‘Croods’ offers some prehistoric fun
Think of “The Croods” as the back story of “The Flintstones,” before that modern Stone Age family got modern.
Hunter-gatherers Grug Crood and his wife, Ugga, live in a dark, depressing cave. They’re raising their kids — Eep, Thunk and Sandy — as best they can, considering there’s no Internet. Driving the story forward is the character of Eep, a restless teen who chafes at her father’s dictum, “Never not be afraid.” Sneaking out of the cave one night, she encounters a more advanced adolescent who has discovered such conveniences as fire, shoes, pants and belts. He has discovered something else, too: The world as Eep knows it is coming to an end.
“The Croods” is light fare, but it explores a serious theme: the importance of cooperation — and the evolutionary advantage of altruism — in the formation of human society. “The Croods” is also just good, goofy fun.
The DVD and Blu-ray (DreamWorks, $30-$49) include deleted scenes and featurettes.
Colin Covert says: Surprisingly clever, fast-paced but smart enough to pause for a touching family moment or two, “The Croods” is an evolutionary leap beyond the similarly themed “Ice Age” series.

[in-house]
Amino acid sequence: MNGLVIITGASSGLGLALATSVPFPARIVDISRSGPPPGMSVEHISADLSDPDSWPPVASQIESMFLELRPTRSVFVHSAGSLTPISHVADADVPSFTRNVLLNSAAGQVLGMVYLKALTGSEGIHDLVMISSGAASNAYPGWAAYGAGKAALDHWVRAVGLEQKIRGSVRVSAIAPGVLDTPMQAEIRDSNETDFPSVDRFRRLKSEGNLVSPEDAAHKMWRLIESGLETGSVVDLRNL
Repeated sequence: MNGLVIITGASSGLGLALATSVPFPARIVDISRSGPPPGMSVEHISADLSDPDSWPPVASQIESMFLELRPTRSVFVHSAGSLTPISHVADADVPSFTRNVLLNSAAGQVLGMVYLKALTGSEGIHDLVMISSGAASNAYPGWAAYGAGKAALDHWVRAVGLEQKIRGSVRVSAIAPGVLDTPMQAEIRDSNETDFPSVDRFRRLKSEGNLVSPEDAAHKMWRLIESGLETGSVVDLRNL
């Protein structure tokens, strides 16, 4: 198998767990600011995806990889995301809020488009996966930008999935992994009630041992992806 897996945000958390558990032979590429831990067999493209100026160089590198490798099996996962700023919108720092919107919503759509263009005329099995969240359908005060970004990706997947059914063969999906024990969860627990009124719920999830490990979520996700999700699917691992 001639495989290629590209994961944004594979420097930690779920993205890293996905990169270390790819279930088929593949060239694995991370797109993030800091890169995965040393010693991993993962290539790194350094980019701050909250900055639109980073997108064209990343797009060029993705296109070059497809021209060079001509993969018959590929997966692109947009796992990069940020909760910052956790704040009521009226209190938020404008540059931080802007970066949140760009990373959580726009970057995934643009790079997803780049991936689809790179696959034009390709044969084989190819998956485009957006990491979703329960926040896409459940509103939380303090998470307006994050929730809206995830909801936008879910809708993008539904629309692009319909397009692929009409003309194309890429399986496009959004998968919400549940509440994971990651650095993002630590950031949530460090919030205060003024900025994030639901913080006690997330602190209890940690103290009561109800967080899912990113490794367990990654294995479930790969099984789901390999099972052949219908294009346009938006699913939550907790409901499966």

Also out Tuesday
Movies: “Fright Night 2: New Blood,” “Frozen Ground,” “This Is the End.”
TV: “Beauty & the Beast” (Season 1), “Glee” (Season 4), “How I Met Your Mother” (Season 8), “New Girl” (Season 2), “North America.”
Blu-ray: “The Big Parade,” “From Here to Eternity,” “The Little Mermaid,” “The Wizard of Oz” (75th anniversary, 3-D).
Clamp makes picture-taking a snap
Keizus’ Quadrapod Clamp ($40; www.keizus.com) is described by the company as resembling a human body. To the rest of us it’s a versatile tripod (actually a “quadrapod,” because it has four legs) that turns, clamps and holds onto portable electronic gadgets including cameras, smartphones, GPS units and smaller tablets. It uses a rubber clamp to hold a picture-taking device and has double ball-jointed arms and legs to attach to a doorknob, fence post or other object. Once you have it in place, set the timer, run and get in the photo. You also can unscrew the clamp to reveal a standard camera tripod thread to attach devices more securely.
McClatchy News Service
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